“ I believe (says Skinner) from but the erudition of her mind is much more to be regarded the A. S. Scala, a shell:” and shell is from the Tho me tolde him here ernde.-R. Gloucester, p. 147.
Spectator, No. 66.
A.S. Scyl-an, to divide, to separate. The scollop " "Twere well," says one, sage, erudite, profound, is particularly so called, because the edges of the Now, sir king, quath Pandulf, thou sedest vs ar this
Terribly arch'd, and aquiline his nose, The priuete of thin herte, & ich the segge iwis
shell are unequal and jagged. And overbuilt with most impending brows, The priuete of oure, and wat oure erinde is.--1d. p. 501. " 'Twere well, could you permit the world to live
With such ornament and decoration as best becomes The messager doth na more. bote hus mouth telleth. As the world pleases : what's the world to you?"
them; as to Nymphs, Tritons, Sea-Gods, escalop-shells, &c. Hus lettere and us ernde sheweth and is anon delyvered.
Cowper. Task, b. iii.
Evelyn. An Account of Architects. Pier: Plouhman, p. 217
He was not long satisfied with his Institution of a Christian man; he ordered a new book to be composed, called
How can we imagine that any laws of motion can deterIf thou thine honour mightest saue the Erudition of a Christian man.
mine the figure of the leaves, that they should be divided Or any erand mightest make
Hume. History of England, c. 32.
into so many jags or escallops, and curiously indented round Thider, for thy loue's sake
the edges.-Ray. On the Creation, pt. i. Ful faine thou woldest, but for drede
ERU'GINOUS. Lat. Æruginosus, from ærugo, Thou goest not, leest that men take hede. the rust of brass, (æs, æris.)
Menage (Orig. Della Lingua. Chaucer. Rom. of the Rose.
Esca'pe, n. Ital.) considers the It. Scapare Fr. Erugineux, which Cotgrave says is, “of the And who (amongst all the rest of his seven sonnes) shall
Esca'PER. and Scampare to be the same be pickt out for this service, but his youngest sonne David, rupted.” colour of verdigrease; rusty, cankred or cor
words, and derives them from whose fornier and almost worne-out acquaintance in court,
the Lat. Campus, q.d. ex campo exire. And and employment under Saul seemed to fit him best for this Now artificial copperose, and such as we commonly use, errand.--Bp. Hall. Cont. David & Goliah.
Kilian (in v. Schampen, abire) says, Gall. Eschapis a rough and acrimonious kind of salt drawn out of ferPor remembring that he took no money with him when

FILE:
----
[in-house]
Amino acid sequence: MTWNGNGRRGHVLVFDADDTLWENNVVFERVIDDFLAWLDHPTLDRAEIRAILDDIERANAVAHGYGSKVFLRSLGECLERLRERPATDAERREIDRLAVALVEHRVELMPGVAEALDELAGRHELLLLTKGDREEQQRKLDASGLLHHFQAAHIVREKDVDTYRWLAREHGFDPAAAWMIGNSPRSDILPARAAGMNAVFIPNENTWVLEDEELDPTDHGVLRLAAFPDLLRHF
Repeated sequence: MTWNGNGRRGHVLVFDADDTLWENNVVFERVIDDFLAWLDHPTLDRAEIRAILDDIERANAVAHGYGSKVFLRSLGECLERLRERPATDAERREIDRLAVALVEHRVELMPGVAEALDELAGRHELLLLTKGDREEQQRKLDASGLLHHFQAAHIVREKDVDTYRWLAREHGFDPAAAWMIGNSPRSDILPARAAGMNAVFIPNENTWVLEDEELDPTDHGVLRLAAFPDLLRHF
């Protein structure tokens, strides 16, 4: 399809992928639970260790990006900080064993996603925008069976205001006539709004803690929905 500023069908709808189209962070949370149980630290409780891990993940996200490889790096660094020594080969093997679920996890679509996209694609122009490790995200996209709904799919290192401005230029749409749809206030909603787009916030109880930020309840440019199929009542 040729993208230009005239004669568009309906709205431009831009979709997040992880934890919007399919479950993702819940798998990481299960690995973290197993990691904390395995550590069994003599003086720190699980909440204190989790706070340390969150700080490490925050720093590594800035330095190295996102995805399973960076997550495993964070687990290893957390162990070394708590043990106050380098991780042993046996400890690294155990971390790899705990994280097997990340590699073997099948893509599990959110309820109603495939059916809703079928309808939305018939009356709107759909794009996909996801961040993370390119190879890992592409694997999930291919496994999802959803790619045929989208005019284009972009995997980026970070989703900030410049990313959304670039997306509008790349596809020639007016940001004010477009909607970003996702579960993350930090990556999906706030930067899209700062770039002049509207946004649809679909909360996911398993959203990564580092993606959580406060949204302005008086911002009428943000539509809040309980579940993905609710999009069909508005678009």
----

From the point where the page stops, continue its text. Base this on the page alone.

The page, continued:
reous and eruginous earths, partaking chiefly of iron and per; It. Scampare; Sp. Escapar ; Ang. Escape. he came from his house, and that Cicero his brother also had copper.--Brown. Vulgar Errours, b. vi. c. 12.
See Scape. very little for himself, he thought it best that Cicero should
To go away, (sc.) out of the reach of danger, hold on his journey, whilest he himself made an errand
ERU’PTION.) Fr. Eruption; It. Eruzione ; out of difficulty, out of sight, out of notice. And home to fetch such things as he lacked, and so to make
Lat. Eruptio, as thehaste again to overtake his brother.
from erumpere, eruptum, to break or burst forth, North. Plutarch, p. 729. (e, and rumpere, to burst.)
“ Fr. Eschapper,—to Aie, evade, avoid; shift
away; to scape, come or pass through, safely; to He would understand men's true errand as soon as they A breaking or bursting out or forth; a bursting free himself, or get rid from; to slip, creep or had opened their mouths, and began their story in appear- or rushing forth; a sallying forth; shouting or winde out of,” (Cotgrave.) ance to another purpose. Locke. Memoirs of Anthony Eurl of Shaftesbury. exclaiming.
Escaper,-occurs in the margin, 2 Kings ix. 15. Miserable Josses and continual had the English by their At once, in bright procession spied,
His praier did him bryng out of his hard cas, The female world was at my side, frequent eruptions, from this time to the Norman Conquest.
Thanked God & him so well for him had schaped,
Drayton. Poly-Olbion, s. 1. All, by inquiry, as I found.
That of his anguys grim so lightly was escaped. On one important errand bound. Hor. In what particular thought to work I know not: